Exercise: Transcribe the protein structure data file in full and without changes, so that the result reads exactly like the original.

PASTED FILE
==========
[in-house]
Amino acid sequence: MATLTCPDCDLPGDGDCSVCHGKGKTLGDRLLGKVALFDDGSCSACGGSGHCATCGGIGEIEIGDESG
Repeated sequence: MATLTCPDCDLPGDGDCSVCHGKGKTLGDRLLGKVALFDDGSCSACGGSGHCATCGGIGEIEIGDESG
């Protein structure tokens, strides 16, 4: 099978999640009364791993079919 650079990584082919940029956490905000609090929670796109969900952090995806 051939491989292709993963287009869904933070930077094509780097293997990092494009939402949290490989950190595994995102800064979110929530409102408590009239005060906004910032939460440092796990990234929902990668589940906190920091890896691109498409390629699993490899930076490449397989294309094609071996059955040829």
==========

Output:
[in-house]
Amino acid sequence: MATLTCPDCDLPGDGDCSVCHGKGKTLGDRLLGKVALFDDGSCSACGGSGHCATCGGIGEIEIGDESG
Repeated sequence: MATLTCPDCDLPGDGDCSVCHGKGKTLGDRLLGKVALFDDGSCSACGGSGHCATCGGIGEIEIGDESG
């Protein structure tokens, strides 16, 4: 099978999640009364791993079919 650079990584082919940029956490905000609090929670796109969900952090995806 051939491989292709993963287009869904933070930077094509780097293997990092494009939402949290490989950190595994995102800064979110929530409102408590009239005060906004910032939460440092796990990234929902990668589940906190920091890896691109498409390629699993490899930076490449397989294309094609071996059955040829």